Author Topic: Beginner Meditation Difficulties  (Read 2535 times)

Centurion

  • Member
  • Write something about yourself here
    • None yet
Beginner Meditation Difficulties
« on: September 01, 2013, 03:52:21 PM »
Hello all, I am using a mindfulness book to help me with my generalized and social anxiety disorders. I am working on a meditation that simply involves focusing on the breath (without controlling it), but I find it difficult to keep my attention on the breath (specifically I am focusing on my diaphragm rising and falling). I am constantly thinking about my anxiety and whether or not it is getting better. Instead of clearing my mind of everything besides my breathing, my mind is trying to focus on my breathing but is constantly saying: "Is the anxiety gone yet? Is it gone yet? Why isn't it gone yet? What am I doing wrong?" There's the paradox in meditation, right? The paradox is that in order to get rid of the anxiety, I have to not try to get rid of it...

Dharmic Tui

  • Member
  • Something
    • Some Theravada, some secular
Re: Beginner Meditation Difficulties
« Reply #1 on: September 01, 2013, 07:24:42 PM »
What you are trying to cultivate with meditation is bare attention. This is a state of bring able to be with something without measuring it or justifying it with your thoughts. Time is needed to develop this, try noting your anxiety when it arises and don't be upset it is there, then come back to the breath when conditions permit. Know the anxiety and surrounding thoughts aren't really you, they're just a record your mind plays on its own volition.

Matthew

  • The Irreverent Buddhist
  • Staff
  • Meditation: It's a D.I.Y. project.
    • KISS: Keep it simple stupid.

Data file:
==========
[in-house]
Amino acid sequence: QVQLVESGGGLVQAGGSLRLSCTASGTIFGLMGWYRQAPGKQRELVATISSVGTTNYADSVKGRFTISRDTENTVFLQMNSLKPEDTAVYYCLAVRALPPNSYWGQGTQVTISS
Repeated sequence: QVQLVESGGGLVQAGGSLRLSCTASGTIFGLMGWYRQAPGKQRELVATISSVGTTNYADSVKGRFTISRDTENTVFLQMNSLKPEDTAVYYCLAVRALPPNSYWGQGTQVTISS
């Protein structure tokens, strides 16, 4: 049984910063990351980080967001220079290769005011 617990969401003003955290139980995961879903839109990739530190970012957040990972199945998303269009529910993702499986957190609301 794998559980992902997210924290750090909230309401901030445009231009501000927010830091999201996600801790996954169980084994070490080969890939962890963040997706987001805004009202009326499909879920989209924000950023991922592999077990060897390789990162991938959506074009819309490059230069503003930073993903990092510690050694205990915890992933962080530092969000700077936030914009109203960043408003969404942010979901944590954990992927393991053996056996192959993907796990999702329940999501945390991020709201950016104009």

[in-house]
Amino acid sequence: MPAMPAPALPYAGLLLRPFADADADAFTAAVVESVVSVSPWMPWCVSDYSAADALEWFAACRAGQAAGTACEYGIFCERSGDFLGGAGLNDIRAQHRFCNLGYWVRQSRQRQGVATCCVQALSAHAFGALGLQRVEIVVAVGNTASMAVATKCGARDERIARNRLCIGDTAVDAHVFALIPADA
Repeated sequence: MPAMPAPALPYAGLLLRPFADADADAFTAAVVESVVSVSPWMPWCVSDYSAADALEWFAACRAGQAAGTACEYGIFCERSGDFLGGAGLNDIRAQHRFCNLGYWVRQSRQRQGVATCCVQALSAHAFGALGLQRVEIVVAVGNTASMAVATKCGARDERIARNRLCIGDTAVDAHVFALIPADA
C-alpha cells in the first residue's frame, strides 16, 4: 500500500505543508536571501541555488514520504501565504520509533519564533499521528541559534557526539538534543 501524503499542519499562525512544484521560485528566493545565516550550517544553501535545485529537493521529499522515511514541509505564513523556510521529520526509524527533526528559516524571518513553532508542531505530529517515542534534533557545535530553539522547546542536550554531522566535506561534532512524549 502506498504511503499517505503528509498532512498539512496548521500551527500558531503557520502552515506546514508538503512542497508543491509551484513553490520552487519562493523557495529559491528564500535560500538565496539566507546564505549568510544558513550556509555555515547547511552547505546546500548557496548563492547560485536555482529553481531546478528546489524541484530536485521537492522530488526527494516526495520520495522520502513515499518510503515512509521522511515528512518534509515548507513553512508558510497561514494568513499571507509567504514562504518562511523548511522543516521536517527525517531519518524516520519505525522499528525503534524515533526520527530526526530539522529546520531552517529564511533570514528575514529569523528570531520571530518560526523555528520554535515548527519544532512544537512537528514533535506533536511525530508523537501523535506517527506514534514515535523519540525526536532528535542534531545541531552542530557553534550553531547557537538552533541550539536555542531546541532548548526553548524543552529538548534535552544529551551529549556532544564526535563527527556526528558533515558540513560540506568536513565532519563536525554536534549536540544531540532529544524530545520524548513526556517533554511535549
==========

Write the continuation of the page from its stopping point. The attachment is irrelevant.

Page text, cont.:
• Getting nowhere slowly and enjoying every moment.
Re: Beginner Meditation Difficulties
« Reply #2 on: September 01, 2013, 08:59:06 PM »
To develop a little on DT's post, when it's said to note the anxiety initially you could just say the word 'anxiety' or 'thinking' silently to yourself, pause for a moment to gather your awareneness/attention and then move your attention back to the feelings in the body of breathing.

It is important to stick with body feeling. In these initial stages the first fruits of meditation that you are cultivating are calm and concentration. One key point is to try and avoid the kind of thought-train you describe getting caught in Centurion:

"Is the anxiety gone yet? Is it gone yet? Why isn't it gone yet? What am I doing wrong?"

Of course this will happen, and a lot at first, yet you will learn to spot the first thought arising, note it, pause and gather awareness then return to body sensation only by repeatedly failing/succeeding in this. It's like riding a bike: you only learn how to stay on it by falling off :)

Quote
There's the paradox in meditation, right? The paradox is that in order to get rid of the anxiety, I have to not try to get rid of it...

Exactly and this is what repeatedly returning attention/awareness to the breathing sensations in the body achieves. You're not trying to get rid of anxiety but embody your moment to moment awareness in the body as you breathe. Lessening anxiety will be a natural and happy consequence of embodying yourself this way.

Warmly,

Matthew
~oOo~     Tat Tvam Asi     ~oOo~    How will you make the world a better place today?     ~oOo~    Fabricate Nothing     ~oOo~

redalert

  • Guest
Re: Beginner Meditation Difficulties
« Reply #3 on: September 02, 2013, 11:03:51 PM »